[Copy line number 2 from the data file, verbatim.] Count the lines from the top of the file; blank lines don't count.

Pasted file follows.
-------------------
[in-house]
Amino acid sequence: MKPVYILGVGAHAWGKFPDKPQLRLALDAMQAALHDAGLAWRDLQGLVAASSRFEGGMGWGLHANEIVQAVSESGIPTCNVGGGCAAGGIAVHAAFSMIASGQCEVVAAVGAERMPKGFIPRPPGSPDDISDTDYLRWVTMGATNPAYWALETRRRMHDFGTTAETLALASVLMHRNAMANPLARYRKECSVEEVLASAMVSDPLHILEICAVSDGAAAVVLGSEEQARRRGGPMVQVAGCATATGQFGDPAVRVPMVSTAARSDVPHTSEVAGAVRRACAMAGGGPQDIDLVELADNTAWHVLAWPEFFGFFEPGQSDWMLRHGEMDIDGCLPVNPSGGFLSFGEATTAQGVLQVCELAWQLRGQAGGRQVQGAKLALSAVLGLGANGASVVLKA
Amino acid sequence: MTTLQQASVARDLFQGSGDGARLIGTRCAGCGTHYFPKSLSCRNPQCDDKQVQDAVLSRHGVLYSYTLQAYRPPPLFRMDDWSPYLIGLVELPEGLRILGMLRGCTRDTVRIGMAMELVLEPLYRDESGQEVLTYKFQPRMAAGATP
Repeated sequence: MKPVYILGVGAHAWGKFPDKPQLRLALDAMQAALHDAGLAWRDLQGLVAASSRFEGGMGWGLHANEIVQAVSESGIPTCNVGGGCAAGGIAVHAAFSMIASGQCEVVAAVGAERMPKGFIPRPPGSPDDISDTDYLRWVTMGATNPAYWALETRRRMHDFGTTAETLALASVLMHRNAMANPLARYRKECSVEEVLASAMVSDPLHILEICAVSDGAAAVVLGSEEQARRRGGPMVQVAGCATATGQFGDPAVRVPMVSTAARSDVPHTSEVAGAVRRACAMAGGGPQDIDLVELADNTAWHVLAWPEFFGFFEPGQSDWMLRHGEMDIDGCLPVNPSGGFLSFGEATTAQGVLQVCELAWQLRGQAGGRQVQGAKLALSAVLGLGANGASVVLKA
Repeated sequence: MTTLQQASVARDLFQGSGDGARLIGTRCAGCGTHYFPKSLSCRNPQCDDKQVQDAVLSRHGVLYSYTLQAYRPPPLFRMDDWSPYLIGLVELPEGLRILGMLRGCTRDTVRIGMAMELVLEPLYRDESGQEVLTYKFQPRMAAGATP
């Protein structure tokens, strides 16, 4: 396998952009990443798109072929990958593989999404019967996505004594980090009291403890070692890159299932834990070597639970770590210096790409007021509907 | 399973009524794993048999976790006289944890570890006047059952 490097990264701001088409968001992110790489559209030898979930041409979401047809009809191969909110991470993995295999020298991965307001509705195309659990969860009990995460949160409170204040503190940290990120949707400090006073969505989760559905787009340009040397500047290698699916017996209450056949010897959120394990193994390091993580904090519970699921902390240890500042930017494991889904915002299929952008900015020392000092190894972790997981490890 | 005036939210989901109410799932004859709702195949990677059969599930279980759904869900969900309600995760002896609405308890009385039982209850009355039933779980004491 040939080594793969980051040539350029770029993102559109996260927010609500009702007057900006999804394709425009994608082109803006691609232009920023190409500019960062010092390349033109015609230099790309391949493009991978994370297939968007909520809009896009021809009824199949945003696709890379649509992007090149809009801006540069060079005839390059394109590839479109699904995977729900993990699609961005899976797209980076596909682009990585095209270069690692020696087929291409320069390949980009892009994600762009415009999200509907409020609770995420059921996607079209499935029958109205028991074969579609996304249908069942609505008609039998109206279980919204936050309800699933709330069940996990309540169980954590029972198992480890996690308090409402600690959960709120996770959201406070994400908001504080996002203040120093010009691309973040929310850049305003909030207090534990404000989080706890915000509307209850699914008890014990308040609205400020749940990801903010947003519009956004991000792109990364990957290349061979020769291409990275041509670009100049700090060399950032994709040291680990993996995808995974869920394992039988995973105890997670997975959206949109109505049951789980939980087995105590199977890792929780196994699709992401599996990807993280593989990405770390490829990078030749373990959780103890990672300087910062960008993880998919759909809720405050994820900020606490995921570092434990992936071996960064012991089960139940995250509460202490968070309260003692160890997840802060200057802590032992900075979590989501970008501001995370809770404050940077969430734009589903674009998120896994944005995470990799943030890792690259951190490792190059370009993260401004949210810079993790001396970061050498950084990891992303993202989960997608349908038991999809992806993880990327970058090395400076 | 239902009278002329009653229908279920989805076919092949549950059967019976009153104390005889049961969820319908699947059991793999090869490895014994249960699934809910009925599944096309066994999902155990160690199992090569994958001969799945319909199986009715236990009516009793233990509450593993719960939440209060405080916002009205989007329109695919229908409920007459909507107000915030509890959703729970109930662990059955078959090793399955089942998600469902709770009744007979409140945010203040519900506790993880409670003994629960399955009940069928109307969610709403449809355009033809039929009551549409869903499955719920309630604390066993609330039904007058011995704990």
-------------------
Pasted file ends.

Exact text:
Amino acid sequence: MKPVYILGVGAHAWGKFPDKPQLRLALDAMQAALHDAGLAWRDLQGLVAASSRFEGGMGWGLHANEIVQAVSESGIPTCNVGGGCAAGGIAVHAAFSMIASGQCEVVAAVGAERMPKGFIPRPPGSPDDISDTDYLRWVTMGATNPAYWALETRRRMHDFGTTAETLALASVLMHRNAMANPLARYRKECSVEEVLASAMVSDPLHILEICAVSDGAAAVVLGSEEQARRRGGPMVQVAGCATATGQFGDPAVRVPMVSTAARSDVPHTSEVAGAVRRACAMAGGGPQDIDLVELADNTAWHVLAWPEFFGFFEPGQSDWMLRHGEMDIDGCLPVNPSGGFLSFGEATTAQGVLQVCELAWQLRGQAGGRQVQGAKLALSAVLGLGANGASVVLKA